Fellowship with nature democracy of the commons67

How is the openness of the Holy Spirit as gift and presence to be understood in a political theology. If stewardship and valuing nature are not theologically well-supported ways of speaking of fellowship in the common realm, which way is preferable Attending to the logic of fellowship, how might the sociality of creaturely life in its dependence and contingency be grasped in the dynamic of movement towards fellowship In the matter of human-nature relations, how shall fellowship be thought I...

The disgracing of nature

'We shall continue to have a worsening ecological crisis until we reject the Christian axiom that nature has no reason for existence save to serve man.' Thus Lynn White concludes on the contribution of Christianity to the ecological crisis.11 Briefly summarised, White's thesis is that modern science and technology, although now international, have their origins in the West. To this development, Christianity makes no small contribution particularly through its creation story which, according to...

The politics of deep ecology

The third level of identification is 'cosmological'. Fox treats this as the most important level (while granting that those influenced by Heidegger will find the ontological level to have priority). What is cosmological identification Coming to a 'realisation of the fact sic that we and all other entities are aspects of a single unfolding reality' acquiring 'a sense of commonality with all other creatures' developing an 'impartial identification 56. John Macquarrie, Studies in...

The mastery of nature and the concept oflimits

Raymond Williams has commented on the ideological employment -'mystique', he calls it - of the concept of the 'mastery of nature'.21 Developing Williams's argument, in what senses should the mastery ofnature be 20. Benton, 'Marxism and Natural Limits', p. 161. 21. Raymond Williams, Resources of Hope (London Verso, 1989), p. 214. regarded as ideological. First, mastery suggests that humanity is not part of nature in a triumph of alienation, humanity is against nature rather than being both in...

The politics of theology politicalideological interpretation of nature

A political theology specifies the liberation of the concept of nature towards the affirmation of un natural humanity. To close this chapter, I offer more detail on the theological style of interpretation that I am calling political-ideological interpretation of nature. Such a theological style departs from the style most commonly found in the area of ecological theology which, in its focus on the significance of Christian symbols in the framing of a vision towards consciousness raising (which...

Limits and scarcity

For Marx and Engels, the issue of scarcity was always associated with the 'Malthusian problem' the attempt to trace scarcity back to some abstract account of the relation between food production and the 'human population' rather than the dynamics of a particular society. Hence reference to natural limits tends to be rejected in their thinking. Benton takes a different view as we have already seen, the attempt to theorise the matter of the natural conditions of the process of production...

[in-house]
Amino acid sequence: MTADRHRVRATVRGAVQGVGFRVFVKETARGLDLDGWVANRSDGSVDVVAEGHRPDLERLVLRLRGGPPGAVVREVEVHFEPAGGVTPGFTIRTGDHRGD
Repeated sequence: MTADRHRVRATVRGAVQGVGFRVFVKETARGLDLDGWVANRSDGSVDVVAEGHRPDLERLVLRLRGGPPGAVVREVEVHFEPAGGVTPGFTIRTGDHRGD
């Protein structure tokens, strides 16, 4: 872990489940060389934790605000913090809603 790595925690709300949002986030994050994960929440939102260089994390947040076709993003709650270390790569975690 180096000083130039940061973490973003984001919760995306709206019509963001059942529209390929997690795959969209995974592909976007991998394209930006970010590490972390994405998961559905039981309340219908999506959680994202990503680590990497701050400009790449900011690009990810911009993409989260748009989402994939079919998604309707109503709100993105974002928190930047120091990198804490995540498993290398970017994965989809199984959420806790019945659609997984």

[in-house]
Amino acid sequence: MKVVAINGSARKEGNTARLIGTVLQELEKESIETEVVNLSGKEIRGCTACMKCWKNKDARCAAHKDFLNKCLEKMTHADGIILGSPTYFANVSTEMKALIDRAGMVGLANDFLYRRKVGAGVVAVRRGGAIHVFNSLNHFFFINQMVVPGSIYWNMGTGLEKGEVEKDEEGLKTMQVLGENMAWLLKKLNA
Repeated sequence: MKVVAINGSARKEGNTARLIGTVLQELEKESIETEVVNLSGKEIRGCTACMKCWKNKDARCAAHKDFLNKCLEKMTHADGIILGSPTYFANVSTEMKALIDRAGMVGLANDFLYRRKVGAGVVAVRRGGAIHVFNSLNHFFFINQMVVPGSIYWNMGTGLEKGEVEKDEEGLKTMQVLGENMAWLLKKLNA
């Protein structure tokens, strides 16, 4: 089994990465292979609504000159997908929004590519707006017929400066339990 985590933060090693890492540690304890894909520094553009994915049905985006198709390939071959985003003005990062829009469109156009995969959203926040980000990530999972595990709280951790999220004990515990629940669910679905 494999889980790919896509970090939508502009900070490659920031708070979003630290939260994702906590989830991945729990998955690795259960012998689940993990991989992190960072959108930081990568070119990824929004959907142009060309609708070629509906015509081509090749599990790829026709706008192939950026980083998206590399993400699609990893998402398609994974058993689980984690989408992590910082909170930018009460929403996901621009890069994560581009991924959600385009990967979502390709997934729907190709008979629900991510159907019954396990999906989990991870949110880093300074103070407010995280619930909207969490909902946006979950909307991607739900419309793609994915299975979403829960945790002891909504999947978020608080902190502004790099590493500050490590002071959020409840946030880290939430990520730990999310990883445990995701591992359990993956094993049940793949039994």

Word made fleshly the realm of naturesociety

To invoke the name of Jesus Christ is, in my account, to propose a differentiated and complex holism. Interpreted by reference to sociality, the ecological situatedness of un natural humanity must be grasped dialecti-cally by reference to human societies, natural societies and their relations in the pro nobis, sacrificial structure of creation. The description of humanity as un natural is dialectical humanity cannot be grasped by reference to itself (anti-natural) nor can it be subsumed in...

Unnatural relations

Ariel Salleh writes 'What ecofeminism demands is a fully amplified critique of capital's degradation of the conditions of production, based on a recognition of the nature-women-labor nexus as a fundamental contradiction.'19 We may note, first, that such a nexus is not the only contradiction. But central to the ecofeminist case I am drawing on here is the insistence that attention must be paid to the interrelation between social relations of production and material relations of production. That...

The cosmic heights of deep ecology

Despite all these difficulties, deep ecology remains an important force in green politics. Why Where lies the attraction of deep ecology At the end of The CosmologicalSelf, Freya Mathews offers an important clue deep ecology is also concerned with meaning. That is, in this formulation deep ecology has profound 'religious' commitments. For the correct interpretation of the human self as related to the cosmic self bestows meaning. In one sense, Mathews's position permits the theoretical...

Socialising ecology

Although it has other adherents in, for example, John Clark and Janet Biehl, social ecology is associated primarily with the work of Murray Bookchin. Suspicious of the academy, none the less Bookchin's uvre includes at least ten books neither holding nor seeking an academic position, he co-founded in 1974 the Institute of Social Ecology in Rochester, Vermont. With a history of political activism going back to the late 30s, Bookchin has moved through several phases communist, Trotskyite and now...